The average 4-year-old child asks 437 questions a day. Take that in a moment and process that number. Four hundred and thirty seven questions within the 12 to 14 hours they are awake. Their curiosity is astounding along with their “super jet backpack” of energy reserves and the desire to master the tiniest of tasks that adults take for granted.

But mom and dad, don’t buy the earplugs just yet! Parents thankfully have a variety of local preschools with qualified staff ready to field a few of those 437 questions and provide a loving school environment to grow those “big” boy and girl personalities.

With preschools opening in less than a month, Walton County preschool directors took a break from lesson planning to share a few pearls of wisdom to new preschool parents. Some offer a “trick of the trade” for making home life a tad easier while others provide tips for a smooth first day of school. All in all though, our community is fortunate to have a group of educators so passionate about the littlest of our clan.

R-E-S-P-E-C-T. “The most important skill to utilize in working with young children is the act of showing respect.  This is the ‘Golden Rule’ in teaching,” says Maureen Paine, the director of The Tree House Episcopal Montessori School. “Children appreciate being treated with respect and will respond accordingly.  We find that it is best to treat children the way you would want to be treated, or even better, the way you would treat a personal friend.”

Practice saying “goodbye” before the first day. “It would be wonderful if every student could separate easily from their parents without any tears,” says Robin Vaughn, director of Santa Rosa Beach Community Church Preschool. “Of course, we know this is a normal part of development, but this learned skill would make the first day and week less stressful for the parents.”

Storytelling skills go a long way. “My own bag of tricks is usually telling stories and singing songs that only I know,” says Maria White, director of Creative Learning Center. “I'm famous for my version of ‘The Three Pigs.’ I also have the ability to create great interaction with my off the wall open ended questions.”

Give Choices. “My biggest trick of the trade is giving the child choices.  In Montessori, we give the children choices within reason, thus empowering the child. This allows them to see that they control their environment,” says Catherine Beall, Head of School at South Walton Montessori Academy. “Each of their choices has a consequence, whether positive or negative, and it is up to them to decide which choice to make and how to deal with the consequences of that choice.”

Positive Words. “I like to use positive reinforcement to lead wondering students in the right direction. If I see a student off task, I praise a student that is engaged in the appropriate behavior. It is not long before all the students want to be engaging in the behavior that is being praised, “ shares Robin Vaughn, director of Santa Rosa Beach Community Church Preschool.

Teach Love and Kindness. Brenda Ousley, the Director at New Beginnings Preschool at Good News United Methodist Church, encourages parents to “work with their preschoolers on loving and respecting themselves, peers, and teachers” before school starts. As obvious as this advice sounds, it can be challenging to instill this lesson in young ones without the home consistently reinforcing the concept.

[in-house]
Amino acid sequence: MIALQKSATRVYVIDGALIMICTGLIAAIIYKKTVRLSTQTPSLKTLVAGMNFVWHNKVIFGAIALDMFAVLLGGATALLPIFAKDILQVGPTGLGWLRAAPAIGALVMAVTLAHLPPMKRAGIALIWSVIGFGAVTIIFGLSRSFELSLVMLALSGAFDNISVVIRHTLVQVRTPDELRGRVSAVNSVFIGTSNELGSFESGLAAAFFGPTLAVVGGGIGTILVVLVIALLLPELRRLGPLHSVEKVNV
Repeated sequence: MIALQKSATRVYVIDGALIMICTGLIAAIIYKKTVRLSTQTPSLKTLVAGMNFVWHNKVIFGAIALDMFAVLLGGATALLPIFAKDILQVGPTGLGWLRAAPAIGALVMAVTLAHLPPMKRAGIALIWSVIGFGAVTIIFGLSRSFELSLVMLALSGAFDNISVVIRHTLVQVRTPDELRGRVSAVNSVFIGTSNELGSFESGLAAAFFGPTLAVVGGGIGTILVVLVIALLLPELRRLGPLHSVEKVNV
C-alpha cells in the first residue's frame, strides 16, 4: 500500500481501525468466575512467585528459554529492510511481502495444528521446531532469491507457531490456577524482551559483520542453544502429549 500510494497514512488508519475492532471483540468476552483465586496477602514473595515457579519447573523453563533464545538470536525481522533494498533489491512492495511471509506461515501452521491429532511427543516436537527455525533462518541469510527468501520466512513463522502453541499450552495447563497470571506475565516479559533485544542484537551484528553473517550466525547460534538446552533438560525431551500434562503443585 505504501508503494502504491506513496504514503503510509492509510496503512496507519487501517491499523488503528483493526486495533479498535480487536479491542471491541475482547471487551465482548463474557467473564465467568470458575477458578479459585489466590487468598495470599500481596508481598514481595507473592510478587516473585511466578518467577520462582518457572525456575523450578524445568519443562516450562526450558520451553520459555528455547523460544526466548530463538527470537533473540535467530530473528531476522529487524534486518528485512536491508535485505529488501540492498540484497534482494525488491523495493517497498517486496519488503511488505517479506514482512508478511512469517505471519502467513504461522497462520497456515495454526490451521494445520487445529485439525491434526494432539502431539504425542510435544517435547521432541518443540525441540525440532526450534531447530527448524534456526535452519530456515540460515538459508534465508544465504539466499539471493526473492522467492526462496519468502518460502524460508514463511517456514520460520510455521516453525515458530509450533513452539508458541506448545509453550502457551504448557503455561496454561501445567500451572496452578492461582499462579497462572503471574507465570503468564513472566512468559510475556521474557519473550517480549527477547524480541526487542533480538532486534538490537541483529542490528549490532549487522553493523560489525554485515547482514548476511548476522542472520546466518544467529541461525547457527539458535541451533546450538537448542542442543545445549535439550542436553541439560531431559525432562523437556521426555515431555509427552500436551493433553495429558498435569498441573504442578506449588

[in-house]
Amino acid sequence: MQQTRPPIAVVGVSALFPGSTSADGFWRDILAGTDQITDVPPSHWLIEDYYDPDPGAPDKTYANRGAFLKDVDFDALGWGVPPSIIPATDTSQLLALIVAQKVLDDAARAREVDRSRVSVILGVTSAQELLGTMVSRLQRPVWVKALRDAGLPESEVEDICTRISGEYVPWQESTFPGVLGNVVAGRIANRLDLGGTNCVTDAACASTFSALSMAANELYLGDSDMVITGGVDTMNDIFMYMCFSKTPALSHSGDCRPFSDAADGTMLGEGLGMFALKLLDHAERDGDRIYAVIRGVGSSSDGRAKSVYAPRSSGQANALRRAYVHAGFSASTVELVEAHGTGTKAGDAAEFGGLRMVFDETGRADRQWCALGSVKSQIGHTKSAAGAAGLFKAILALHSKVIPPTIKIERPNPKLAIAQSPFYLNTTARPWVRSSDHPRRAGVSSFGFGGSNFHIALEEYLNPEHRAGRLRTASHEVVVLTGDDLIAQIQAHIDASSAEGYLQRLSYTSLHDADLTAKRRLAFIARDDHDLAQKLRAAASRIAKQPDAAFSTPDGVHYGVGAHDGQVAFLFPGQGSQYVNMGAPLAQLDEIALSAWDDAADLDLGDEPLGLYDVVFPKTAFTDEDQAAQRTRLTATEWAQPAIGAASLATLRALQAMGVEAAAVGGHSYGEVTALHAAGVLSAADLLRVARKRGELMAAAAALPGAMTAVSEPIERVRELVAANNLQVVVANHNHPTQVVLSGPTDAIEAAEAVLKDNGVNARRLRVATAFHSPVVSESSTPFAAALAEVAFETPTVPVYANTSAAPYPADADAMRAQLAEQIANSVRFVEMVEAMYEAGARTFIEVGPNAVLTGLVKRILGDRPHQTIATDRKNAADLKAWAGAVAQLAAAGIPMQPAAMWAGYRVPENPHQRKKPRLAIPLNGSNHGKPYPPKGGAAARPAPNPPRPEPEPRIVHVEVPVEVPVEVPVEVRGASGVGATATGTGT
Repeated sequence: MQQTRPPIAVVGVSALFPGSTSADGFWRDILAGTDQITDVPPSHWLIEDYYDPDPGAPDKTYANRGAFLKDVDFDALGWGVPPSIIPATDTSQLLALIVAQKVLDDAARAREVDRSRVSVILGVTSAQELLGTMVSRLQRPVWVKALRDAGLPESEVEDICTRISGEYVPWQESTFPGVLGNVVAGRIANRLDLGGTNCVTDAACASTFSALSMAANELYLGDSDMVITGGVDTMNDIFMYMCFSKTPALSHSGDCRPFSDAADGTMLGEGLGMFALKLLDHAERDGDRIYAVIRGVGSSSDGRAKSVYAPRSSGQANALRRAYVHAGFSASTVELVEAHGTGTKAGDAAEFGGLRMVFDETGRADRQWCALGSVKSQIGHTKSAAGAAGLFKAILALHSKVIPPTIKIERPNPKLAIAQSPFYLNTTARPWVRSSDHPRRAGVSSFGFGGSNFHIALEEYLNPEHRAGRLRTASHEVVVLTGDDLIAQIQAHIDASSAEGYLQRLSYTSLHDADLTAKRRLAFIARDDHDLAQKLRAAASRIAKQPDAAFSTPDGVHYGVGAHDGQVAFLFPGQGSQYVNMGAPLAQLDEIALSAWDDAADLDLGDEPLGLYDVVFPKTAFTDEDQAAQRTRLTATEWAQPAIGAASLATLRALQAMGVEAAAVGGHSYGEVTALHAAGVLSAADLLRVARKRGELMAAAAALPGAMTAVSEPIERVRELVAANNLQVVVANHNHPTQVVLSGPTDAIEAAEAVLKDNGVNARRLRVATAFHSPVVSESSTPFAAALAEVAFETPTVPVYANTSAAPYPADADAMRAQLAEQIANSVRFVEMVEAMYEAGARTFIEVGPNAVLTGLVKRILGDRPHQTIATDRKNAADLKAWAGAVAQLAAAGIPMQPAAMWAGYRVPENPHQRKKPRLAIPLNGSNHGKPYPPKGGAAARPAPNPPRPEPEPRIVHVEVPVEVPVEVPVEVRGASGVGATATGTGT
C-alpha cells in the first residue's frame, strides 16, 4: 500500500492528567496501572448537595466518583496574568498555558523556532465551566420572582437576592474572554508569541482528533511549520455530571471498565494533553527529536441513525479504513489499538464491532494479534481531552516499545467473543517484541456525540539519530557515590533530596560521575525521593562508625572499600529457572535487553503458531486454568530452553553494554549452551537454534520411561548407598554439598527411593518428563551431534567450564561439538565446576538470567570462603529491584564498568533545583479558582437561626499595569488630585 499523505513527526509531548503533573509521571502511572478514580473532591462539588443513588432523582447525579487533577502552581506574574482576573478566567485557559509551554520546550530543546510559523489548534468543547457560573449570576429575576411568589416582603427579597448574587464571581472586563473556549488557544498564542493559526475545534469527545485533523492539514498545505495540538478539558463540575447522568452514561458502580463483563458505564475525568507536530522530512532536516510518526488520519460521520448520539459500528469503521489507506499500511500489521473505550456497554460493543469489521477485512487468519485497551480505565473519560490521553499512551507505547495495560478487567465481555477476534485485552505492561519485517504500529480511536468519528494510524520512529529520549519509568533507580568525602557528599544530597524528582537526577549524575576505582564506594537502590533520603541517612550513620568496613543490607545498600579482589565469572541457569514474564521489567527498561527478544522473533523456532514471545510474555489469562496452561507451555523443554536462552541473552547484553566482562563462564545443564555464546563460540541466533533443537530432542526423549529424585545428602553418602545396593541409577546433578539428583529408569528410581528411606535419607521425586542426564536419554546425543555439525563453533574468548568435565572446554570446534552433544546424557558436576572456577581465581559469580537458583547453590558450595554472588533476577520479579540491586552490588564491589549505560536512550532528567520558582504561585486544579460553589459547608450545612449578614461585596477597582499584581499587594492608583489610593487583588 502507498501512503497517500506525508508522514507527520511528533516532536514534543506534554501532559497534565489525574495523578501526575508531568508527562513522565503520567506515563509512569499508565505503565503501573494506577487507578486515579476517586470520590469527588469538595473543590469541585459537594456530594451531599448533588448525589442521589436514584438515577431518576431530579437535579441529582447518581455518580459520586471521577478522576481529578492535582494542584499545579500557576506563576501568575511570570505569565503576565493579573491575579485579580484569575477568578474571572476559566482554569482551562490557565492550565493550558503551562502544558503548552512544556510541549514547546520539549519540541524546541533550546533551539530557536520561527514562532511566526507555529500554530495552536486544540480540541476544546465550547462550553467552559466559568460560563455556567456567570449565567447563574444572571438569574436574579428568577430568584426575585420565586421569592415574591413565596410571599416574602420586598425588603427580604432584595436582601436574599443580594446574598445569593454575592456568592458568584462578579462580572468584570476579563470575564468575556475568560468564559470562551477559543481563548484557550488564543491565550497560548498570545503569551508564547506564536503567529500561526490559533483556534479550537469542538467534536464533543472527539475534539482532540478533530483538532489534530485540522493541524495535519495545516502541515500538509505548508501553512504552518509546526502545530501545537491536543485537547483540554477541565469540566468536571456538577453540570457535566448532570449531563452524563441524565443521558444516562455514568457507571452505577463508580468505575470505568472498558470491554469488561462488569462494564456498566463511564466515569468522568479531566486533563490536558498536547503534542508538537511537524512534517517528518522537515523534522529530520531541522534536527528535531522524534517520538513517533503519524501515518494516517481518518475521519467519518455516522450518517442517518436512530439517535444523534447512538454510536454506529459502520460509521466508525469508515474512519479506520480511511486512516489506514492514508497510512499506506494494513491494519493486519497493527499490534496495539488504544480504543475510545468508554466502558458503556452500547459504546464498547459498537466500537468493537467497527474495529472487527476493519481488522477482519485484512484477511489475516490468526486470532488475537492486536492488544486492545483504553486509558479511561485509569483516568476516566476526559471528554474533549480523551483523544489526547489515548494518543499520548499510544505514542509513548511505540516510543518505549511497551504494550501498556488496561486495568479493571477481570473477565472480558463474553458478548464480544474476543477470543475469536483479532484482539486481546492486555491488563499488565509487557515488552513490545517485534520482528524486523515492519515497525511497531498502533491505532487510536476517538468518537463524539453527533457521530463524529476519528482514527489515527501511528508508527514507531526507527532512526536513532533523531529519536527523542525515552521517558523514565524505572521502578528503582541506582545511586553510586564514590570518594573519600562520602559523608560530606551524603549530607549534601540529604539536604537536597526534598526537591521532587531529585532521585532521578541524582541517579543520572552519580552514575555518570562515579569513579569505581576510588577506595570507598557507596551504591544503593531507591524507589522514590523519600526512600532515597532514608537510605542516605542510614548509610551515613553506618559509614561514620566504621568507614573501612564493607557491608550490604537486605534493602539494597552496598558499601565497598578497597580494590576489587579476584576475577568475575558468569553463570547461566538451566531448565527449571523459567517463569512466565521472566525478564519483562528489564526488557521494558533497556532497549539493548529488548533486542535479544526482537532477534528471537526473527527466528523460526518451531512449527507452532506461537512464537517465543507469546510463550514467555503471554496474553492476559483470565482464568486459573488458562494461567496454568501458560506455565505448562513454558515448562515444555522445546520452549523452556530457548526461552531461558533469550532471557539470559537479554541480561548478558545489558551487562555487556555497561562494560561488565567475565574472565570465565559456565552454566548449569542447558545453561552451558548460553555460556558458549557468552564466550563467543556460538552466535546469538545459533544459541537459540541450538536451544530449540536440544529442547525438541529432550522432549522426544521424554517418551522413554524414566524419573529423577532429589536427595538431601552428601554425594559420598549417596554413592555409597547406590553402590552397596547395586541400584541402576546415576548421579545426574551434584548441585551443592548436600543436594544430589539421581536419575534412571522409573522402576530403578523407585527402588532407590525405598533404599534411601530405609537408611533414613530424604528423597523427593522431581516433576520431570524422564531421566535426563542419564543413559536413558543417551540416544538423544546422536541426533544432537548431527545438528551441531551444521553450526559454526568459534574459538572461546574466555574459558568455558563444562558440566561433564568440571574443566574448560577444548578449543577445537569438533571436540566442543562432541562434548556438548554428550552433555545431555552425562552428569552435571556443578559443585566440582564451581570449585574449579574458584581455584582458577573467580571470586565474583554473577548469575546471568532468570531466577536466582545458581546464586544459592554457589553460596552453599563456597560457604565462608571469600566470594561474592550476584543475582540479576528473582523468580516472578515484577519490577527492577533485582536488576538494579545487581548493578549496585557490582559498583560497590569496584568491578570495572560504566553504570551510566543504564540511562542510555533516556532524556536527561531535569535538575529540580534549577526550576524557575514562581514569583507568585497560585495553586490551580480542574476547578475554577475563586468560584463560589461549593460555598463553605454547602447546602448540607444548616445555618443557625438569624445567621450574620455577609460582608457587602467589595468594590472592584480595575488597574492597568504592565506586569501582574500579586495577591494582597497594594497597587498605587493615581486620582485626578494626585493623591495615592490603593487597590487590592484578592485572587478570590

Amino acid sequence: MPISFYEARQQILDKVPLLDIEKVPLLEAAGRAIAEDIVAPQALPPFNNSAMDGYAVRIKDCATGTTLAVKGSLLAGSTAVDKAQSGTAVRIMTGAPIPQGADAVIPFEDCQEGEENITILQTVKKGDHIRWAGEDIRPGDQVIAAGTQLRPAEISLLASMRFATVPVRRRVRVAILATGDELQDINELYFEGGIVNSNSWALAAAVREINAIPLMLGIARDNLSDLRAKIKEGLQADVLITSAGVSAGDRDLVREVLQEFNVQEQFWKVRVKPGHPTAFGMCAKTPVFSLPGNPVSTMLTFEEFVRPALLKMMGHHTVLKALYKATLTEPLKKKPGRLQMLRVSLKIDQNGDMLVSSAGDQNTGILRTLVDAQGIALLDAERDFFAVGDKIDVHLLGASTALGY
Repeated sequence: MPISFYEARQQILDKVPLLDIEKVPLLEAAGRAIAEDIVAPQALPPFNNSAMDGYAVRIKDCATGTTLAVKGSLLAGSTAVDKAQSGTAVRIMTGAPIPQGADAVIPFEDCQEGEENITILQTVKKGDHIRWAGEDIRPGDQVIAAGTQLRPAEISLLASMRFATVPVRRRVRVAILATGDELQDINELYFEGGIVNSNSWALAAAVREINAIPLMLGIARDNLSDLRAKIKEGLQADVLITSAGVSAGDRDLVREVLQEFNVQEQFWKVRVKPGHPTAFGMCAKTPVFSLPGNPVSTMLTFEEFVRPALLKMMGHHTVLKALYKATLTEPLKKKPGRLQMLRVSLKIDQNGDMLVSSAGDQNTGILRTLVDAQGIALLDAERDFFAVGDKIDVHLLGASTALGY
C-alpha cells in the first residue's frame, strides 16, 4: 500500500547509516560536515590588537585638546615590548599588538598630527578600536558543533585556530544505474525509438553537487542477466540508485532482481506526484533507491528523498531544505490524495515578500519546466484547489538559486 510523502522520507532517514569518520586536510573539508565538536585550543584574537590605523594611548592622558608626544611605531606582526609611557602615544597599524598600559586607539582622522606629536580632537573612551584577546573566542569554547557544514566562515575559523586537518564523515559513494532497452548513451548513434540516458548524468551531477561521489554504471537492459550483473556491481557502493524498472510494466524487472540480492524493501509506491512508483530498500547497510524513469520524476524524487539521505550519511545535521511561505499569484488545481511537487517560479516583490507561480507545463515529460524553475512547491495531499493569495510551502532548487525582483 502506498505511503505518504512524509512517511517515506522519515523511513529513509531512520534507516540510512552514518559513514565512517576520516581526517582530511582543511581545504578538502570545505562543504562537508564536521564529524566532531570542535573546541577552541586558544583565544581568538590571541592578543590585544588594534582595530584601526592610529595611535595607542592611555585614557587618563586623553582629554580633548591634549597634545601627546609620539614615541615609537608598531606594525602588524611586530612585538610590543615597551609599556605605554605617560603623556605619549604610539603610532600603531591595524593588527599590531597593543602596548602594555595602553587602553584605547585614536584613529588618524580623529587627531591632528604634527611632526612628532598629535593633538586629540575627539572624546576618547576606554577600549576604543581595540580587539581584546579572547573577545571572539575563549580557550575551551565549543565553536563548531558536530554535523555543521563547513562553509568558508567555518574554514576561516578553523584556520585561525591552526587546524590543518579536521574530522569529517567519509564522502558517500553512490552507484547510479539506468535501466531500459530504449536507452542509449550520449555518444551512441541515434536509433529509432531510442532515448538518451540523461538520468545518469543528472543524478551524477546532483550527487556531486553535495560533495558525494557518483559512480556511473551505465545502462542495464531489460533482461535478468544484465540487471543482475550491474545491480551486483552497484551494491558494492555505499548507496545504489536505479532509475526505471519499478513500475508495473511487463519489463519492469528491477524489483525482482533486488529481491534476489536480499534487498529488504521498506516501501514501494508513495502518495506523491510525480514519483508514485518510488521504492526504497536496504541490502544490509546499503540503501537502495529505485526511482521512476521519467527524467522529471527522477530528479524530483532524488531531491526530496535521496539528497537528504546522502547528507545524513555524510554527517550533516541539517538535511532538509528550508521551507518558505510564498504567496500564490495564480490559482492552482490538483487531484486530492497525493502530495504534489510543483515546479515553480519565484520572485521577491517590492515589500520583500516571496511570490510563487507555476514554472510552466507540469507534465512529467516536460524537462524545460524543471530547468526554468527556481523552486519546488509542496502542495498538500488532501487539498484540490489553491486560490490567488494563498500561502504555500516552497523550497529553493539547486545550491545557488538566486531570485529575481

Foster Independence. “As educators, our goal is to help parents build a child’s confidence.  We encourage parents to promote independence by allowing children to perform any task that they are able,” explains Paine. “We coach parents to take the time necessary to allow a preschooler to learn to do things for themselves.  Children can dress themselves, set the table, fold laundry and even help make family decisions. The more children practice, the better they will be able to care for themselves with confidence.”

Maintain dialogue with teachers. “Keeping lines of communication open between the staff and families is a must do for all invested in the success of their child,” says Ousley.

Attendance matters. “My biggest piece of advice for preschool parents is to make sure their child attends school regularly. Every day is important because the child misses so much when absent,” says Kim Gillis, director of Early Head Start. “Children have to be ready to enter kindergarten and foster their life-long learning. The educational early years are extremely important.”

Kids see things differently. “Parents and teachers need to remember that children look at the world different from adults,” says Lisa Brooks, director of St. Rita Church Preschool. “While they are always learning, they may need to be picked up and helped along the way. That’s what preschool is all about.”

Never overdue a good thing. “Ages 2 to 4 years old have short attention spans. Keeping them moving, engaged, and active requires a well-prepared learning environment”, says the director of First Christian Preschool Karen Linder. “The classroom should allow for many types of learning experiences in short spans of time.”

Be a good role model. “I say it half joking but in all seriousness, all those things that go on at home that you think nobody knows…think again!” says Maria White, director of Creative Learning Center. “EVERYTHING is shared during circle time! Remember kids are always listening and watching and repeating.”